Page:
A close look at the history, key contributing factors, mental health-related issues, and needed changes
Gun violence has been a major issue in the U.S. for too long. I felt it worthwhile to examine the historical context, key contributing factors, and critical mental health-related issues. My goal? To increase awareness and perspective and develop a reasonable discussion about reducing gun deaths. Join me in exploring a subject of critical concern for the safety and well-being of our community.
I remember the day I first experienced tragedy as if it were yesterday. What happened left a deep sense of sadness within me. My best friend, Tony, and I met on the school bus. It was on the first morning of our 6th-grade year in rural Maryland and we were both wary of the bigger kids. We hit it off immediately and as the year progressed, we took to hanging out at each other’s house. I used to enjoy visiting his house, as his mother used to make us peanut butter cookies and lemonade. It was the happiest of times.
often referred to as bipolar disorder or manic depression, affects more than 2.2 million people in the United States. BPI is characterized by bouts of illness with significant often disabling symptoms, alternating with periods of less or no symptoms. These may be a sign of the disorder: unusual shifts in mood, energy or the ability to function.
What is happening to Sarah?*
Because of the insistence of her family and one of her ex-husbands, Sarah had been to several mental health evaluations. She had been married and divorced four times and in and out of many jobs. She had an early life history of trauma: at age 14, she was sexually abused by her divorced mother’s live-in boyfriend; at age 15, she was raped when at a party. She occasionally had nightmares about the incidences and had triggered flashbacks, or panic like attacks, when she smelled certain odors or sounds reminiscent of her rape. She had made several suicidal attempts during recurring periods of severe depression. Hospitalization was required two times when her doctors considered her to be a danger to herself. Her mother and one aunt had a history of bipolar illness. Sarah never had any severe period of mood activation or mania, though one of her treating psychiatrist thought she had periods of what he called hypomania (milder periods of mood, behavior activation or changes). Her diagnosis was Bipolar II type of BPI and PTSD (Post Traumatic Stress Disorder). Her best response to treatment finally came when she received appropriate treatments and therapy for both BPI and PTSD, and when she also sought out the help of a holistically oriented health care provider who encouraged her to follow a more optimal health, nutritional, spiritual lifestyle program. *(To protect confidentiality, the above is a composite of some clinical experiences and does not represent an actual person or any prior patients).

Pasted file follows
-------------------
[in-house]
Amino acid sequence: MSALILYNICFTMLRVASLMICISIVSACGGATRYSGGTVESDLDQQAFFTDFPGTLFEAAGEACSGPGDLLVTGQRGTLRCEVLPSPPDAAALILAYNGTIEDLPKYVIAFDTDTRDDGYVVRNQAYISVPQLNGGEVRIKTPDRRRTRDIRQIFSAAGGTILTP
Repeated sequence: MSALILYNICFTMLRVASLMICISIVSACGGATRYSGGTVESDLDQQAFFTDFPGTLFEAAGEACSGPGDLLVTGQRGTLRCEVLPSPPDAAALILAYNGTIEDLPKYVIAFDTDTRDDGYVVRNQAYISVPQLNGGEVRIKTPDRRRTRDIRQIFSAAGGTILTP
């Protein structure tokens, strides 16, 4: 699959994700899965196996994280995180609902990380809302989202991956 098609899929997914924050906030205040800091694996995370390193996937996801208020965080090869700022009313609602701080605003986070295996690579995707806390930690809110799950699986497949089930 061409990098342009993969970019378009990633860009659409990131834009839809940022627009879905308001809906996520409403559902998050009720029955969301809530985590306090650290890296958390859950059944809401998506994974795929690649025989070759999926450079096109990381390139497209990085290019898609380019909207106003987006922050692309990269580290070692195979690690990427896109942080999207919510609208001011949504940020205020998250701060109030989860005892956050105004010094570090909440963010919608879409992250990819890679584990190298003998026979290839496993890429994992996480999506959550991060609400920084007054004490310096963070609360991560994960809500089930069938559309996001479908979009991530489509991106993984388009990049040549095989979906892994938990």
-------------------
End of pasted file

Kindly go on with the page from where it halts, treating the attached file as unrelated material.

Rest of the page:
Sarah’s family and significant others began to pay attention and to take action when her once normal ups and downs of everyday life began to get more dramatic, extreme and destructive. If you, a family member, or someone you know shows unusual shifts in mood and energy with uncharacteristic behaviors, it may be an early sign of bipolar illness (BPI).
Getting evaluation and treatment when needed.
Evaluation by a trained professional such as a psychologist or psychiatrist should be considered when changes in moods are severe, persistent, and interfering with daily life. Identify BPI early in its course and treat with a comprehensive, holistic treatment program. If not, the illness can have devastating effects on relationships, careers and health – as was the case of Sarah.
Recurrence of bipolar episodes with depression, anxiety, mania or hypomania has adverse effects on family, social and occupational functioning. BPI disrupts many normal day to day activities in areas as:
social functioning and relationships
work and productivity
sleep and physical health
Recognize bipolar illness in all its forms.
The illness can lead to impaired thinking (cognition), poor judgments, increased distractibility (poor focus), dysphoria (painful moods) and physical discomfort with increased preoccupations with health problems. There can be compromised functioning as with:
more impulsive or volatile behavior and expression
loss of interest, pleasure and motivation in doing things
BPI’s early appearance is often not recognized by significant others or by health-care providers. A key feature that separates the illness from recurring depression is the occurrence of hypomania or a more severe manic episode. A manic episode is a period of elevated, expansive or irritable moods, and increase goal-directed activity or energy – often lasting for at least a week – which is a characteristic of the more severe bipolar I type of BPI.
Other commonly associated symptoms may include:
inflated self-esteem or grandiosity
decreased need to sleep
more talkative than usual or pressure to keep talking
flight of ideas or the experience of racing thoughts
increase goal-directed activity
excessive involvement in high risk activities
marked impairment in social and work functioning
sometimes need for hospitalization (if potential for harm to self or others and/or the presence of poor judgement and thought disturbance – psychotic symptoms)
In Bipolar I disorder, the manic episode may have been preceded or followed by hypomania or major depressive episodes. Milder “hypomanic” episodes can have:
a persistent elevated, expansive or irritable mood
signs of sharpened and overly active thinking (hyper-focused)
increased energy and activity that last for at least four consecutive days (present for most of the day – nearly every day)